TEXAS SALTWATER by Calixto Gonzales
April 25, 2016
STRIPERS ON TOP by Matt Williams
April 25, 2016

Where to Catch S.T.A.R. Winning Specks, Flounder and (Hopefully) Tagged Reds

Catching a tagged redfish has become the dream of many anglers along the Texas Gulf Coast.

And while they are dispersed all over the state and move around plenty once released, one thing is for sure. You have to be where redfish congregate to catch them. So here are some tips on finding summer reds in Texas.

In the  summer, mid-coast reds will be feeding in seagrass beds in Aransas and Redfish Bays. Some of these areas are off limits to boats with propellers but those in which anglers can fish without restrictions are best fished with live bait. Live croaker or mullet pitched in the sand holes between grass pockets is a sure way to score on reds.

In the Laguna Madre area, anglers will be targeting reds up through fall along the edges of the Intracoastal and in the many little inlets between Corpus Christi and Port Mansfield. Topwaters like the Top Dog, Jr. and Skitter Walk are great for sight-casting to these reds in the region’s super clear waters.

Anglers should keep in mind that reds have what can best be described as a “cone of vision”. They can see about 180 degrees and the most likely strikes will be found in front of the red and perhaps just off to the side. Precision casting is important because they will rarely turn around to strike at something they only hear.

For anglers with boats, the Sabine, north Galveston and Surfside Jetties are loaded with reds right now. Look for deep holes alongside the rocks to hold the most fish with the boating cuts being a secondary and sometimes highly productive option.

Live mullet is the best bait for the jetties, but artificials will work well too. Chunking a ½-ounce gold Rat-L-Trap or a chunking a big gold spoon tipped with squid or shrimp down into the deep holes works good for the jetty reds as well. Be warned however that when fishing the lighter tackle required for using lures, the reds can easily run straight into the rocks and you will not only lose the fish but your expensive lures. 

Speckled Trout

Summer months bring speckled trout out to the open waters of the bay systems, where drifting becomes important.

In the Aransas, Corpus Christi Bay area, drifting over seagrass and mixed shell is the key to finding specks. Live croaker is popular in that area but so far plastics like Little Fishies and DOA Terror-Eyz.

From Matagorda into Galveston Bay, anglers typically drift over shell and target emerging slicks, where the specks have been feeding on baitfish. Live shrimp under popping corks and topwaters are the best bets.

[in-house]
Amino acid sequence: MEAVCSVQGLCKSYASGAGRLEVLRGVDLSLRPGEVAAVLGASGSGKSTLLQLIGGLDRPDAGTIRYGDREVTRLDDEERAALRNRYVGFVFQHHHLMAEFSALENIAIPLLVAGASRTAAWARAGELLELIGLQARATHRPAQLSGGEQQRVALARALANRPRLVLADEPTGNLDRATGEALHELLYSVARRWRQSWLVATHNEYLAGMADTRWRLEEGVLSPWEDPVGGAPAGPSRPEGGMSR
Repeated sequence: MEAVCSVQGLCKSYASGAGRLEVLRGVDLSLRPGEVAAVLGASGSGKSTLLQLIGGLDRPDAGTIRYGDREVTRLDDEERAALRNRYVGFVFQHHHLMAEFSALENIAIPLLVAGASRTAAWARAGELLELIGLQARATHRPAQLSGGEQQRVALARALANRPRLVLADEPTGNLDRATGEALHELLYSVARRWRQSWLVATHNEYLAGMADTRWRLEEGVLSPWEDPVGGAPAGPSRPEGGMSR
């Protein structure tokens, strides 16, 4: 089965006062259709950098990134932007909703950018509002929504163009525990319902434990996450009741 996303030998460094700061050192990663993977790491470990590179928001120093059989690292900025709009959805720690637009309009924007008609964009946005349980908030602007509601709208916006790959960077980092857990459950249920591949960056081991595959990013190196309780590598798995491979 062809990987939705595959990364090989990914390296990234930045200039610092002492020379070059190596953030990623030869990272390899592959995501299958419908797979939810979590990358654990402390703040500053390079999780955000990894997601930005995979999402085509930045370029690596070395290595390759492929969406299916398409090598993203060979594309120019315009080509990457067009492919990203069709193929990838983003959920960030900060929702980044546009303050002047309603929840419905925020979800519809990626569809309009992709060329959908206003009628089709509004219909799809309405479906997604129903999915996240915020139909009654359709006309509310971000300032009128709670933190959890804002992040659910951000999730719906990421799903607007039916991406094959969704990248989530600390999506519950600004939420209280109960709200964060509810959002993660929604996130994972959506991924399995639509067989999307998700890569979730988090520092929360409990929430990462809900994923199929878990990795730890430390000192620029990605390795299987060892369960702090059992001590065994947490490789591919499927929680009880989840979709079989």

On the upper coast in Sabine Lake, anglers target big schools of menhaden (called shad locally) and drift with live or fresh dead shad under popping corks in the open area from about a mile north of Garrison Ridge up toward the Barrel Channel on the north end.

Anglers should also consider surf fishing for super-sized trout. Matagorda is known for its beastly summer surf trout but the around High Island should not be ignored. It has been quietly giving up impressive fish over the last few years on those days when the sandy green water reaches the beach.


As this issue reaches subscribers, flounder action will be slowing a bit, but contrary to popular belief there are still fish to be caught between the spring and summer runs.

To consistently bag good numbers of quality-sized flounder during summer, concentrate on the widest and deeper parts of cuts in a bay system. The largest concentrations of flounder are usually in the first 1/8 mile of these cuts during the dog days of summer because they have more tidal water exchange on each tidal movement, which keeps these areas somewhat cooler than the shallow backwater. 

The northern tier of the Galveston Bay system holds many flounder during summer as do places in the Sabine system like Johnson Bayou and the Sabine River north toward the Dupont Outfall Canal.

Cooler water temperatures usually mean a higher content of dissolved oxygen which benefits flounder two-fold. First, it gives them more oxygen, which they need to be effective predators, and secondly it attracts more baitfish. 

It is important to remember that tides dictate how flounder will be feeding. On a fast falling tide, they move in close to the drainage in tight schools. When it is falling slowly, they might scatter out around the mouth of a drainage or up into the marsh. 

They will do the same thing during the first hour or so of an incoming tide. Then they will usually move into the cuts. I have always had far more success on incoming tides during summer months. In fact, I usually check the tide charts and mark off the days with the highest tides to concentrate on them.

And when these tides are running high, seek flounder along the main shorelines of bay systems. Attacking vast shorelines would be a waste of time and end up in dogged frustration so you have got to have a strategy. Instead of looking over eight miles of shoreline, narrow your search down to an eighth of a mile. 

Roseau cane has an intricate system that is somewhat like a smaller version of mangrove and it gives baitfish a place to linger, hide and dodge larger predators. It is best to fish these areas during the first couple of hours of a falling tide. As the water recedes, the baitfish are removed from their cover and the predator/prey dynamic begins. 

Stands of cane on any Texas bay system can hold flounder on high tides and if you luck out one of them just might be big enough to be a STAR winner.


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